Historically, Jaconetti noted, stocks have had far more downside risk than bonds, with negative returns in more than 25% of the 12-month return observations. "In 6% of observations, they experienced a bear market, which is defined as a loss greater than 20%," she said. "Bonds, on the other hand, have realized negative returns in a little more than 15% of observations and have never experienced a bear market of that magnitude in the U.S. In fact, a loss of greater than 10% is an event so rare, it's only happened in two of the almost 1,100 12-month return observations that we examined. Compare this with stocks, where a more-than-10% loss has happened more than 13% of the time. Big difference."

Don't Try to Time the Market

Jaconetti also noted that trying to time the markets is extremely difficult. "Not only do you have to be correct on timing on two fronts (out of and back into the market), but you also need to know that you are 'parking' the proceeds in an asset class that will outperform," she said.

To be sure, it's easy to understand that bond investors, facing the prospect of rising rates, are naturally inclined to either shorten duration or move into cash.

However, "investors who shift from bonds to cash will realize an opportunity cost in the form of lower yield while they wait for the anticipated rise in rates," Jaconetti said. "The longer the wait, the greater the yield give-up."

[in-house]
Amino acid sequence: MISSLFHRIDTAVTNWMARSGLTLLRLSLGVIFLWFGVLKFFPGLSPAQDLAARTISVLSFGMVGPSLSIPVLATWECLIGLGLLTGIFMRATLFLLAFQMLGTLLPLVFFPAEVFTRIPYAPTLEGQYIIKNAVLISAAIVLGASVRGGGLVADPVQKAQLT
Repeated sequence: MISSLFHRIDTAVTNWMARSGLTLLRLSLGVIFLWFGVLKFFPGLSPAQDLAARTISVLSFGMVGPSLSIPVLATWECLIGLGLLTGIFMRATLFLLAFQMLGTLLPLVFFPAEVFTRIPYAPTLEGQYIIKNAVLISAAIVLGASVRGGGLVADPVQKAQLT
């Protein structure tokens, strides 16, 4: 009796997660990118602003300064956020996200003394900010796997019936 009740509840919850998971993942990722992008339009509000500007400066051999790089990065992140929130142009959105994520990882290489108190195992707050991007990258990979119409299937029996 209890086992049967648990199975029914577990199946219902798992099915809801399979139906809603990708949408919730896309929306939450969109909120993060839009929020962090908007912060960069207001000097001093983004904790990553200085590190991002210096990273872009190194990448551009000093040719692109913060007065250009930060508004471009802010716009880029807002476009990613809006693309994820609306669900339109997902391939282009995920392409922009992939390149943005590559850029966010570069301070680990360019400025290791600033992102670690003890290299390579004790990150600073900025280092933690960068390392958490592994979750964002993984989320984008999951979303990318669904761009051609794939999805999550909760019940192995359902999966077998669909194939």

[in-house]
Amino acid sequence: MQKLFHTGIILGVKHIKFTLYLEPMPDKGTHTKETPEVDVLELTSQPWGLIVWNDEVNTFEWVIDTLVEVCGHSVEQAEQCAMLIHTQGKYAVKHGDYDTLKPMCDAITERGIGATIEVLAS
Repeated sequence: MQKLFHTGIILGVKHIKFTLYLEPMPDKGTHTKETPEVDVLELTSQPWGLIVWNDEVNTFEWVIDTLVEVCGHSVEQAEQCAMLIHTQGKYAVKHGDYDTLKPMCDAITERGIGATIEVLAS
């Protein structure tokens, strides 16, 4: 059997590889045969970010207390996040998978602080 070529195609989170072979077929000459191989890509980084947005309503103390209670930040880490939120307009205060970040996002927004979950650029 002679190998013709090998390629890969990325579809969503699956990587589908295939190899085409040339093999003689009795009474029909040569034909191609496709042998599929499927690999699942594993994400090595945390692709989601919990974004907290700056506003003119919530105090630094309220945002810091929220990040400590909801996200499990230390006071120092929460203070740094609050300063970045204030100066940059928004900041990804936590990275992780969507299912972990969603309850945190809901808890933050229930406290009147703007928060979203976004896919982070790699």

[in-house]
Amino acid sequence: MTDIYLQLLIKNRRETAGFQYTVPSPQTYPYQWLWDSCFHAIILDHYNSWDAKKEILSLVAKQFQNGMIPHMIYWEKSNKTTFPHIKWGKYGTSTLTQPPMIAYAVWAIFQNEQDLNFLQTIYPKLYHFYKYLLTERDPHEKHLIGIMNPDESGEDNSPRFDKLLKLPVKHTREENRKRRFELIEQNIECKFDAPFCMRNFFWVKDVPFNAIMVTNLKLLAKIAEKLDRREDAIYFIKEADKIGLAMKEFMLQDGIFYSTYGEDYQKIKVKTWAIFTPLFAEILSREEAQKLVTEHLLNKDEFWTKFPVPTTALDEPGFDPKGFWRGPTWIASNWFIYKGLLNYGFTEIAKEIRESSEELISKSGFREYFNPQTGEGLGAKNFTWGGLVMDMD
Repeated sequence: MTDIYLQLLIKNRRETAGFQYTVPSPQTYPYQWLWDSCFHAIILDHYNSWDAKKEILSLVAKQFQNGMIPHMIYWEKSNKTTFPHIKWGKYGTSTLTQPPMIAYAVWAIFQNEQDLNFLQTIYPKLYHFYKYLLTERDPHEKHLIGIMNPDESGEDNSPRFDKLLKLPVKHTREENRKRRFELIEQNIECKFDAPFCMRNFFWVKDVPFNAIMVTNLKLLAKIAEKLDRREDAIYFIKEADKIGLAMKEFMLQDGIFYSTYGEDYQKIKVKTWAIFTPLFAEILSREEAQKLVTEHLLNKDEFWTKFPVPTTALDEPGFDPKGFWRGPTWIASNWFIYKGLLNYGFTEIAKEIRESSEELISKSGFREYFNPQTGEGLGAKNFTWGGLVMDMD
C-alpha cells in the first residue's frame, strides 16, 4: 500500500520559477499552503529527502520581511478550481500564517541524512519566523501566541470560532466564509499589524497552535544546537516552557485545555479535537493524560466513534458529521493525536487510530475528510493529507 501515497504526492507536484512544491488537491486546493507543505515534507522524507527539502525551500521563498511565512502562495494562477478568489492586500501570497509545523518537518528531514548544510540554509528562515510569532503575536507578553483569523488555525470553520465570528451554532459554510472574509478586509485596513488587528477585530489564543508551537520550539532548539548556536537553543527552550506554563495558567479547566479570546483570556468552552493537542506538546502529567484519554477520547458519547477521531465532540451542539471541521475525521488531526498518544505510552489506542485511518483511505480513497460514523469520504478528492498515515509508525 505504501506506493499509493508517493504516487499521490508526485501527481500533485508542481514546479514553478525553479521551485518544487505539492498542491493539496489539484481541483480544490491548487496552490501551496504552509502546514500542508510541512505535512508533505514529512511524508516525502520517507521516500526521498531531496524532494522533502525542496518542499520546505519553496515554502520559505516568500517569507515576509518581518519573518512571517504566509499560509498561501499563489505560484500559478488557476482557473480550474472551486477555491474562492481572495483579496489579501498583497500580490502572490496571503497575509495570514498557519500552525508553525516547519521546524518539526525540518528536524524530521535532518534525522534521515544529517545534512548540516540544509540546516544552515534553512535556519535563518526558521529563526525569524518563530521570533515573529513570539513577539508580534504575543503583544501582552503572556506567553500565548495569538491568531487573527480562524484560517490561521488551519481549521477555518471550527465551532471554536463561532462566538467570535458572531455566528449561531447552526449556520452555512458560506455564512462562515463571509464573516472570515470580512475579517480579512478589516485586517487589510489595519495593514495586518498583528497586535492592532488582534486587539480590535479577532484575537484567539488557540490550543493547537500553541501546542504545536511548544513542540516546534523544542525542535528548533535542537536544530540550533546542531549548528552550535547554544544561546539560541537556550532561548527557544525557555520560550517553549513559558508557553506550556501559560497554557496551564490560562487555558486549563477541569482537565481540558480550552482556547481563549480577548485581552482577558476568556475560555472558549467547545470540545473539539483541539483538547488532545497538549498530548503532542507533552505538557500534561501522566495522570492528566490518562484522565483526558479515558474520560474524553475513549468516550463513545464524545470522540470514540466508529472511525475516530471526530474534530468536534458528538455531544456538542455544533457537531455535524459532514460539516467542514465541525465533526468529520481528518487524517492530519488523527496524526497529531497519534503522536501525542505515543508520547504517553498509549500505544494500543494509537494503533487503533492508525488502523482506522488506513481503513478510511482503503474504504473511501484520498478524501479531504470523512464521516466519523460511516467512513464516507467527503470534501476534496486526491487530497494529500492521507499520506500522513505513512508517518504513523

Take Less Risk for Income

Brian Rehling, co-head of global fixed income strategy for the Wells Fargo Investment Institute said a recent report about how rising interest rates can affect investors, "First, there could be a boost in returns. After years of earning next-to-nothing on savings accounts, a rate increase could finally help your money work better for you."

Second, Rehling said investors should be able to take less risk for income. "If you're retired or about to retire, you've been concerned with generating income," he said. "And throughout the recent low-interest rate environment, yield has been hard to come by. With a rate increase, many traditional lower risk income-generating investments like CDs, may begin to earn higher returns again."

Third, Rehling urged investors to use caution when investing in long-term securities. "When rates climb, bond investors should be careful not to have too much locked in long-term low yielding products," he said.

Next, Rehling recommends looking for equity opportunities. "Just because interest rates go up doesn't mean the equity bull market is over," he said. "In fact, we expect some sectors like consumer discretionary, information technology and industrials to continue to grow."

Got questions about the new tax law, Social Security, retirement and/or investments? Email Robert.Powell@TheStreet.com.